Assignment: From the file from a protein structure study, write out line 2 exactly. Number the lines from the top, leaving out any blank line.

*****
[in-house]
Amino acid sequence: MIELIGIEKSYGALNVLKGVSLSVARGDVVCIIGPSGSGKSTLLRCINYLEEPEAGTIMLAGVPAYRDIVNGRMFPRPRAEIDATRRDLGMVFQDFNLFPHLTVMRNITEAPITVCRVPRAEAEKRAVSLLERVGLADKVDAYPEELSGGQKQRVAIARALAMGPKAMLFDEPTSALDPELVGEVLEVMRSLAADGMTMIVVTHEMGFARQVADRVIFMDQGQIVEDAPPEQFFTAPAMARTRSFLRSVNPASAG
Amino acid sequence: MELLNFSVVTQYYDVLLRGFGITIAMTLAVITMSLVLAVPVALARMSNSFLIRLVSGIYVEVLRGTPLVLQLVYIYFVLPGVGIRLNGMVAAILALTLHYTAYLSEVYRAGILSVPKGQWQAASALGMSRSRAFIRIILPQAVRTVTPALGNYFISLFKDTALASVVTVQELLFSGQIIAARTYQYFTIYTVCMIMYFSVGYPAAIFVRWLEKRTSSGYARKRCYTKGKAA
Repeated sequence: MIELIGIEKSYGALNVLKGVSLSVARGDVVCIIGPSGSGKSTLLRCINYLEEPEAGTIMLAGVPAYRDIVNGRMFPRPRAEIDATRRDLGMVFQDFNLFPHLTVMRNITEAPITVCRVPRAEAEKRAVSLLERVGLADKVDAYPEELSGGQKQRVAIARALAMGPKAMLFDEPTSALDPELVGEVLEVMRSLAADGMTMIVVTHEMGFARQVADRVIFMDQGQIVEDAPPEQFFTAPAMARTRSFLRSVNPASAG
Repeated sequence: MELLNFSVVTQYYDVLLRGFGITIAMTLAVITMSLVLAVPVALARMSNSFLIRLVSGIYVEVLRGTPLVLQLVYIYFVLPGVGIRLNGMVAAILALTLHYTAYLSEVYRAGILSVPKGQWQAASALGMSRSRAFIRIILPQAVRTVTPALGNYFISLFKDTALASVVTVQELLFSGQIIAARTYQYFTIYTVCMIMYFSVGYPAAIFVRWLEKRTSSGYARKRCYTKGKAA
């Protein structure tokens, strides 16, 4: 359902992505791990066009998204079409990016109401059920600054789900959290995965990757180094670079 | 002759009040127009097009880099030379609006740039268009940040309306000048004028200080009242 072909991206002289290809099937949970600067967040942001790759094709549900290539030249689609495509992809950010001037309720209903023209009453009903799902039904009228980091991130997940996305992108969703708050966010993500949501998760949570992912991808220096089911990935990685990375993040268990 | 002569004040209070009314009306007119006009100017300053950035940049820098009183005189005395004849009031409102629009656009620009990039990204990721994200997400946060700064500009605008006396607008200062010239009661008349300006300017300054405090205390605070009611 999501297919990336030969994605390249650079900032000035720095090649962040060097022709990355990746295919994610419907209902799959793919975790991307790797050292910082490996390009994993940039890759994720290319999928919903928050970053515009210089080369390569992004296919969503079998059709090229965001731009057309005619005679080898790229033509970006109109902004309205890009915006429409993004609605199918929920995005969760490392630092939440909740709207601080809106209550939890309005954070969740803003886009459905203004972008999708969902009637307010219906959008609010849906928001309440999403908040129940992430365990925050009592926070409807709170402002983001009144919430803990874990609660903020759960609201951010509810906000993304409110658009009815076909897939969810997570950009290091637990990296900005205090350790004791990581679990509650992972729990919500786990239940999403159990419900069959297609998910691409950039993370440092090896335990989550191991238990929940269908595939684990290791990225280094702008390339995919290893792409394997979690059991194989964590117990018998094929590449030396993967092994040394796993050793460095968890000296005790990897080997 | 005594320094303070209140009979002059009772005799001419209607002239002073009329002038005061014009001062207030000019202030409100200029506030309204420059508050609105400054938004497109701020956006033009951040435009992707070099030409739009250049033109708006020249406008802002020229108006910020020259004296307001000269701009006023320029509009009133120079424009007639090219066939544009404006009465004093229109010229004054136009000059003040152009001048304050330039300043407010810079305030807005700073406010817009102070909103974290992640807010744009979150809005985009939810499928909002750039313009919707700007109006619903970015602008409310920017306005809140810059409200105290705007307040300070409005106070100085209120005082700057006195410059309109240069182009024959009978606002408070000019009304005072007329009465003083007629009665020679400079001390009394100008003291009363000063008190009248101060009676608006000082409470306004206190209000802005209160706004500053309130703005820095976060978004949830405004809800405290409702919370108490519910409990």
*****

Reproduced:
Amino acid sequence: MIELIGIEKSYGALNVLKGVSLSVARGDVVCIIGPSGSGKSTLLRCINYLEEPEAGTIMLAGVPAYRDIVNGRMFPRPRAEIDATRRDLGMVFQDFNLFPHLTVMRNITEAPITVCRVPRAEAEKRAVSLLERVGLADKVDAYPEELSGGQKQRVAIARALAMGPKAMLFDEPTSALDPELVGEVLEVMRSLAADGMTMIVVTHEMGFARQVADRVIFMDQGQIVEDAPPEQFFTAPAMARTRSFLRSVNPASAG